Frequently asked questions
What is a Proportional Output Power Controller?
A proportional power controller is similar to a “standard on/off” power controller in that it switches power to/from an AC load. However, proportional controllers provide a percentage of AC power to the load in direct proportion to the analog input signal applied. This can either be a 0-5, 0-10, 4-20mA, or similar form of analog input. The output of the power controller will provide a percentage of AC power to the load equivalent to the percentage of the analog input signal applied. For example, if 5Vdc is applied to the input of a proportional power controller with a 0-10V input setting, then the output will provide 50% power to the load.
Proportional output power controllers are ideal for dimming applications or in heating systems where tight temperature control is required.
What is the difference between Phase-Angle and Burst Fire (time proportion) control?
Phase-angle controllers turn-on at different points of the AC sine wave, effectively applying a percentage of the AC power to the load. The point at which they turn on is in direct proportion to the analog input provided. If, for example, a 3V signal is applied to a controller with an analog input range set to 0-10, then the output of the controller will not turn on until 70% of the AC sine wave has passed. Since a 3V signal is 30% of the full 0-10V analog input range, the power controller will only switch 30% of the AC sine wave to the load.
Burst-fire controllers also apply proportional power but do so by providing a series of full AC cycles to the load. If we use the same example as above, applying a 3V input to a burst fire power controller with a 0-10V analog input will also result in 30% power being applied to the AC load. However, depending upon the controller, this would be accomplished by conducting load current for 3 full AC cycles and then turning off for the next 7 AC cycles.
Both are effective methods for proportionally controlling a load, but there are a few points to consider when deciding which mode is best for your application. When conducted emissions are a concern, burst fire controllers are typically used since they generate less electrical noise than phase-angle controllers. However, burst fire controllers are not recommended for lighting loads because the off duration may be significant enough to create a noticable flicker effect.
For reference, the
LPC series power controllers provide phase-angle control of loads, while the
TP series and
TPLP series power controllers provide burst fire control of loads. The
PC series power controllers have a selector switch on the solid state relay that can be set to either phase-angle or burst fire control.
What’s the difference between Burst Fire and Burst Fire Loop power controllers?
Both burst fire and burst-fire loop power controllers apply proportional power by providing a series of full AC cycles to the load. However, burst-fire loop (TPLP series burst fire power controllers) are only available with a 4-20mA analog input. The advantage with burst-fire loop power controllers is that an external 24Vac supply is not required. Therefore, if you’re using 4-20mA control and need a burst fire power controller, the burst-fire loop controllers are the best choice for your application.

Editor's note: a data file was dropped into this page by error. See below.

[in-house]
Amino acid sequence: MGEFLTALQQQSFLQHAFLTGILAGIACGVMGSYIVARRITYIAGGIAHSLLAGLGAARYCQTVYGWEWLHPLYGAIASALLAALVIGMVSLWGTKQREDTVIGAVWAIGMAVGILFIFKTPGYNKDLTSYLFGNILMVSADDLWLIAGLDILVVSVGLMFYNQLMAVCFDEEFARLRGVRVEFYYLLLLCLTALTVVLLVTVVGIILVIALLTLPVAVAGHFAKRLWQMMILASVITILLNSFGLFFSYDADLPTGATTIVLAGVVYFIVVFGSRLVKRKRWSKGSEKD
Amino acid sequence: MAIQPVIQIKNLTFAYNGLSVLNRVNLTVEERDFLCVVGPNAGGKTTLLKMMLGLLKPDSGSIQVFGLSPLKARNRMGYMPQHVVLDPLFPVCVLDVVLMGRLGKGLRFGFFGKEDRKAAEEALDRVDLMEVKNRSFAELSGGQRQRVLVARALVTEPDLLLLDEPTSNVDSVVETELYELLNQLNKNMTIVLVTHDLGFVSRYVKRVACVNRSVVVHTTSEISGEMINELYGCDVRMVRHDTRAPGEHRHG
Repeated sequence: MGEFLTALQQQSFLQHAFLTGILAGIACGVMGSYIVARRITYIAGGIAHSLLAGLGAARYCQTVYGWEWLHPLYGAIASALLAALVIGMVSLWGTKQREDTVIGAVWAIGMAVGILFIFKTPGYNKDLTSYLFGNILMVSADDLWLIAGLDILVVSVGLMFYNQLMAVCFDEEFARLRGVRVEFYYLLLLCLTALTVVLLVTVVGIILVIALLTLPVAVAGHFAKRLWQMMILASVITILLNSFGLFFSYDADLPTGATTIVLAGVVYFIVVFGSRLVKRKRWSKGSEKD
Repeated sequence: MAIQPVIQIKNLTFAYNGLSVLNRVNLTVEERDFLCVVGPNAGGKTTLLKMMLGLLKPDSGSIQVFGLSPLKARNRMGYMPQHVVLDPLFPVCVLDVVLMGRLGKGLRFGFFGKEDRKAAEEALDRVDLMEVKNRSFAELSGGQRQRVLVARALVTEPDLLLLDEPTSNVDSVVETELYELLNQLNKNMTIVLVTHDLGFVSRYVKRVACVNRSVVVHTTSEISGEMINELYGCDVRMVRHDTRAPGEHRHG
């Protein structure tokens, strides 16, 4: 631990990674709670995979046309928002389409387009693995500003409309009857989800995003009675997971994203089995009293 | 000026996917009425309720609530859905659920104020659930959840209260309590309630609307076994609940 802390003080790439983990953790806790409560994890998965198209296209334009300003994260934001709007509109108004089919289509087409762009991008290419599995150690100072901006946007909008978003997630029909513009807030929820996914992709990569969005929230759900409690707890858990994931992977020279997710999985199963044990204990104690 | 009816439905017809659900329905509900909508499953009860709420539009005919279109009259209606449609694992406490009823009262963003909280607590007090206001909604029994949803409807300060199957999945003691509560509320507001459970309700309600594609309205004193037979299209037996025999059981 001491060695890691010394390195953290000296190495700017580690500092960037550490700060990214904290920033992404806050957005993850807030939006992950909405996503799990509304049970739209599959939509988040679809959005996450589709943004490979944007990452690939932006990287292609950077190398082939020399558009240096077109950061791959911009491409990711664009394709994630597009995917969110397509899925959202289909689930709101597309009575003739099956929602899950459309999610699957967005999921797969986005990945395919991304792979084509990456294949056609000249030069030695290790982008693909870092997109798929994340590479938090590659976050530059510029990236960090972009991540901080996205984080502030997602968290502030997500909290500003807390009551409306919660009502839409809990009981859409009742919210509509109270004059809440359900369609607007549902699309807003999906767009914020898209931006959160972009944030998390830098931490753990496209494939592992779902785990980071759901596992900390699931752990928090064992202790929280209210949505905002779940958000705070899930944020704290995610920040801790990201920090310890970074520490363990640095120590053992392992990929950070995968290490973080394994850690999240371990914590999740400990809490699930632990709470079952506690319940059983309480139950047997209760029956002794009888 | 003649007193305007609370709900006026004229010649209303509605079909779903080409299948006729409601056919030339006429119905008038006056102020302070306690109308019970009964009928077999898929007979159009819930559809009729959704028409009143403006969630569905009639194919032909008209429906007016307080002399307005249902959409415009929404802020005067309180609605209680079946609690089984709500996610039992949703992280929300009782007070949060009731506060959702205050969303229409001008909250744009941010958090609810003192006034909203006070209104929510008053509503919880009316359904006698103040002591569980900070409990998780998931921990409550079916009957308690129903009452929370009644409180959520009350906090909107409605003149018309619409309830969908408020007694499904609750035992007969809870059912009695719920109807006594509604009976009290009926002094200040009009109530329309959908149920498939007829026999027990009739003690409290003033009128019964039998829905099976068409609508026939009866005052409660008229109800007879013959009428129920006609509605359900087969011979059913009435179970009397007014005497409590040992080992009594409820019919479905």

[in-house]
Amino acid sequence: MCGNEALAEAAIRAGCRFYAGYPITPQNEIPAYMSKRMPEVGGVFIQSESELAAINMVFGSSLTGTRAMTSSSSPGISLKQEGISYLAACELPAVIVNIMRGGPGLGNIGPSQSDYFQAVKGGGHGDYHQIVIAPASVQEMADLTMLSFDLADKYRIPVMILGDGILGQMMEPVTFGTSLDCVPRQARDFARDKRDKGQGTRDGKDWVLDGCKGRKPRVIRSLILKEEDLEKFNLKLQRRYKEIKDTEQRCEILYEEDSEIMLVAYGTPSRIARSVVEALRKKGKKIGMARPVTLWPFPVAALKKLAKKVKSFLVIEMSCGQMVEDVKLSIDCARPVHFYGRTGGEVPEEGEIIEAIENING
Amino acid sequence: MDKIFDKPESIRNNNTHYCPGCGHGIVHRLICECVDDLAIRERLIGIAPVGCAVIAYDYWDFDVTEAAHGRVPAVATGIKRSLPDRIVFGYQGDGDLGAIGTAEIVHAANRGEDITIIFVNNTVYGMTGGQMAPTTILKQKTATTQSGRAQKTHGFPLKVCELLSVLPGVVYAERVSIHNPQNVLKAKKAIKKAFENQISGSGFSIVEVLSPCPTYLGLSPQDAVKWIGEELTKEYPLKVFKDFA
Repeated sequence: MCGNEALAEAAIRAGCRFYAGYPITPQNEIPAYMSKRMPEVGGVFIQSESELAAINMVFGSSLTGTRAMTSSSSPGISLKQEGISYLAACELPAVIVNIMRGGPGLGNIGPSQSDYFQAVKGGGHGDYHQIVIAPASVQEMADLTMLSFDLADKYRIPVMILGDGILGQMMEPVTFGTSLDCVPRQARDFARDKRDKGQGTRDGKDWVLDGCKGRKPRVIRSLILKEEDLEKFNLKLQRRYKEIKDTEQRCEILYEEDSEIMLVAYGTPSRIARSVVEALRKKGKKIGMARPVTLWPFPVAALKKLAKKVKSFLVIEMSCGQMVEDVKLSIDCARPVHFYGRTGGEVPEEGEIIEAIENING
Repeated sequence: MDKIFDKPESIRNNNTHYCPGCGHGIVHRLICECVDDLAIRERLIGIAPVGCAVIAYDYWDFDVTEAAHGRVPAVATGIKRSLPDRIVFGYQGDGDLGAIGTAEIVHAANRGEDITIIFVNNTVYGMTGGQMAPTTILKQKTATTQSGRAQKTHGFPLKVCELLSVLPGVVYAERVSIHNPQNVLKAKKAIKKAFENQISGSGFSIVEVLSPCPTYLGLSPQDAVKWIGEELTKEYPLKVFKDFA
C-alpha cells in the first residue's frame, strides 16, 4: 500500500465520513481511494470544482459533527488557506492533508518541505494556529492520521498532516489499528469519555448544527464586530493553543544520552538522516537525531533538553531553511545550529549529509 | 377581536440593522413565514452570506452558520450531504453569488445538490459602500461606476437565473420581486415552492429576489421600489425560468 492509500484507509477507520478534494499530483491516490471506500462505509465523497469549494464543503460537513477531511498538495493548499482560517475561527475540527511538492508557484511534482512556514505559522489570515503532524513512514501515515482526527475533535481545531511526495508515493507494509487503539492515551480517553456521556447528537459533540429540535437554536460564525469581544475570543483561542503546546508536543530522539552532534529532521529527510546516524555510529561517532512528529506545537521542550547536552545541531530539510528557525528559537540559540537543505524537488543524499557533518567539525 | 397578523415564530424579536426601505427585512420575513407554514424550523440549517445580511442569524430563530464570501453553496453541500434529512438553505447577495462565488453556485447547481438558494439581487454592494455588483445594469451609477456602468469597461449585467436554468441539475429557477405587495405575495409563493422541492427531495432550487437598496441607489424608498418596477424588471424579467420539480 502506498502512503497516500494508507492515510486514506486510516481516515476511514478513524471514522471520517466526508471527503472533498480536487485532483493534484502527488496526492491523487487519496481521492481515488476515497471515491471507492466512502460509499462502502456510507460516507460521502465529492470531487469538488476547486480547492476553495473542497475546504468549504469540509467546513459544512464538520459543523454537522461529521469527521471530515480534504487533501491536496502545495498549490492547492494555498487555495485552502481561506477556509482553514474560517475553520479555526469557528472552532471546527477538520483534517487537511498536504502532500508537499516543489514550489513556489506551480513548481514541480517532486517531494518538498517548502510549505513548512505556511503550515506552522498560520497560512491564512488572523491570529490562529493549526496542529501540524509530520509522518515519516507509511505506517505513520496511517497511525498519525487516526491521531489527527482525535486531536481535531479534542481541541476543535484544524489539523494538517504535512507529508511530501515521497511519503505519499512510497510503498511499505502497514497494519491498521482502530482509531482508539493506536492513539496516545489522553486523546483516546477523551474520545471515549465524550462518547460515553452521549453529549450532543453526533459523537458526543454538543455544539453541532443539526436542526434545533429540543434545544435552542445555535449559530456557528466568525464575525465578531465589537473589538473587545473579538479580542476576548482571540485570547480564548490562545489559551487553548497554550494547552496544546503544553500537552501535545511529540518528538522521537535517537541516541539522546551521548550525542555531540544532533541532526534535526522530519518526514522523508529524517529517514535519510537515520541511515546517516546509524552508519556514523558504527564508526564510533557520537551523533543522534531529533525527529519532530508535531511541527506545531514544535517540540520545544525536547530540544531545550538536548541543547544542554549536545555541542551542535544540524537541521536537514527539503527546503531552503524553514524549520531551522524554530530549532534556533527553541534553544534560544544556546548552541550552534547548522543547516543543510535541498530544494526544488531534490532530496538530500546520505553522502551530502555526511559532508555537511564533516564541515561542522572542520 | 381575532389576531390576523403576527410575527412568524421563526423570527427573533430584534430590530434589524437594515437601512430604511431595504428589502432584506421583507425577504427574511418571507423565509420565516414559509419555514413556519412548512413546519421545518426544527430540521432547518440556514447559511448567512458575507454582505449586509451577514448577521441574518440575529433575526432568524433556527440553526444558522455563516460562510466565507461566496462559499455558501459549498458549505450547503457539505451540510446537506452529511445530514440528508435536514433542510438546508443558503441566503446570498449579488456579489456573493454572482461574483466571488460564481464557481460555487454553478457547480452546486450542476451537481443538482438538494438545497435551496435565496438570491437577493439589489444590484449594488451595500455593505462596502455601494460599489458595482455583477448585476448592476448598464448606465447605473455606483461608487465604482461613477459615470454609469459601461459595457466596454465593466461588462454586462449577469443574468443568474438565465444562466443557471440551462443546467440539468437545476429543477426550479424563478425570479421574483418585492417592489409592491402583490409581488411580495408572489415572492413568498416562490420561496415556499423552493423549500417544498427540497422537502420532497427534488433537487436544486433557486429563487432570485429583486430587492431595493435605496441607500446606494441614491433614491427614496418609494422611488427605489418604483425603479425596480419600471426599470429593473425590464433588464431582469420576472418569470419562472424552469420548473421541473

Can proportional output power controllers be used to control a three-phase load?
Yes, although the wiring is slightly less straightforward than with a standard on/off AC multiphase power controller. Three LPC series phase-angle power controllers (or one three-phase LPC series power controller) can be used to control all three phases of a Wye with neutral or Delta configured three-phase load. For loads in Wye configuration with a neutral connection, each of the three LPC series power controllers are in series with one phase of the AC mains. For loads in Delta configuration, the LPC controllers must be inside the Delta in order for the controllers to function properly.
Two TP series burst fire power controllers can be used to control three-phase loads in Delta configuration or Wye without a neutral. Both two and three-phase TP series proportional controllers are available, but the preferred method is to control only two phases since it reduces overall power dissipation by 33%. This allows for slightly higher load-current ratings and also reduces overall costs.
In both cases, the input terminals of the solid-state relays are wired together to ensure simultaneous switching of all three phases. User manuals are available at
https://www.hbcontrols.com/technical-docs. You can also contact our technical support team at 800.879.7918 / firstname.lastname@example.org if you’d like to discuss in more detail the options for proportionally controlling three-phase loads.